In France, Christmas is a time for family and for generosity, marked by family reunions, gifts and candy for children, gifts for the poor, Midnight Mass, and le Réveillon. The celebration of Christmas in France varies by region. Most provinces celebrate Christmas on the 25th of December, which is a bank holiday. However, in eastern and northern France, the Christmas season begins on 6 December, la fête de Saint Nicolas, and in some provinces la fête des Rois* is one the most important holidays of the Christmas season.
In Lyon, 8 December is la Fête de lumières, when Lyonnais pay hommage to the virgin Mary by putting candles in their windows to light up the city. *Epiphany (la fête des Rois) is usually celebrated the 6th of January, but in some places in France it is celebrated the first Sunday after January 1st.
French Christmas Traditions: French children put their shoes in front of the fireplace, in the hopes that Père Noël (aka Papa Noël) will fill them with gifts. Candy, fruit, nuts, and small toys will also be hung on the tree overnight. In some regions there's also Père Fouettard who gives out spankings to bad children (sort of the equivalent of Santa Claus giving coal to the naughty). In 1962, a law was passed decreeing that all letters written to Santa would responded to with a postcard. When a class writes a letter, each student gets a response.
|Pere Noel in 1920 France|
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Le Réveillon: Although fewer and fewer French attend la Messe de Minuit on Christmas Eve, it is still an important part of Christmas for many families. It is followed by a huge feast, called le Réveillon (from the verb réveiller, to wake up or to revive). Le Réveillon is a symbolic awakening to the meaning of Christ's birth and is the culinary high point of the season, which may be enjoyed at home or in a restaurant or café that is open all night. Each region in France has its own traditional Christmas menu, with dishes like goose, chicken, capon, turkey stuffed with chestnuts, oysters, and boudin blanc (similar to white pudding).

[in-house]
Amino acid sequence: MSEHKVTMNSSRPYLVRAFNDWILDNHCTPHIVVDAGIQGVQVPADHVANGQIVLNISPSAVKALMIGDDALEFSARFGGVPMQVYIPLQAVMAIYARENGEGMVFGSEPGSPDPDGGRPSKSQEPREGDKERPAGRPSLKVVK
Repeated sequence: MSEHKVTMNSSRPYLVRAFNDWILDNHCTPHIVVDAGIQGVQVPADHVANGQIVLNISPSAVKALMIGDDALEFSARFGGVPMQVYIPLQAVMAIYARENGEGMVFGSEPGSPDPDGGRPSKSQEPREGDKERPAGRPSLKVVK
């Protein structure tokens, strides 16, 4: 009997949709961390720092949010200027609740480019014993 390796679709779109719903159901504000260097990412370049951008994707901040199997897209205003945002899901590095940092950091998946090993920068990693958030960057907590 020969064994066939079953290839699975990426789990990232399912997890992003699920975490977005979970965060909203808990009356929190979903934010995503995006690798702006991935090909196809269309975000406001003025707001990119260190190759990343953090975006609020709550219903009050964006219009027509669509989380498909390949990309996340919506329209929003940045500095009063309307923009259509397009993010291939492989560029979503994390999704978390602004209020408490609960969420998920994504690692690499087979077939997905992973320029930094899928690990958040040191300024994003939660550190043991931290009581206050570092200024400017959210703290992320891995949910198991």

French Christmas Desserts: Throughout the French Christmas season, there are special traditional desserts: La bûche de Noël (Yule log) - A log-shaped cake made of chocolate and chestnuts. Representative of the special wood log burned from Christmas Eve to New Year's Day in the Périgord, which is a holdover from a pagan Gaul celebration. Le pain calendal (in southern France) - Christmas loaf, part of which is traditionally given to a poor person. Treize desserts (in Provence) - nothing like going a little overboard during the holidays. La Galette des Rois (on Epiphany) - round cake which is cut into pieces and distributed by a child, known as le petit roi or l'enfant soleil, hiding under the table. Whoever finds la fève - the charm hidden inside - is King or Queen and can choose a partner.
|La buche de noel (Yule Log)|
|La Galette des Rois|
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French Christmas Decorations The sapin de Noël is the main decoration in homes, streets, shops, offices, and factories. The sapin de Noël appeared in Alsace in the 14th century, decorated with apples, paper flowers, and ribbons, and was introduced in France in 1837. Another important aspect of French Christmas celebrations is the crèche filled with santons, which is displayed in churches and many homes. Living crèches in the form of plays and puppet shows based on the Nativity are commonly performed to teach the important ideas of Christianity and the Christmas celebration. Mistletoe is hung above the door during the Christmas season to bring good fortune throughout the year. After Réveillon, its customary to leave a candle burning in case the Virgin Mary passes by.
|Sapin de noel (Christmas tree)|
|Santons of Provence|
Source via ~http://www.francetoday.com/articles/2011/12/14/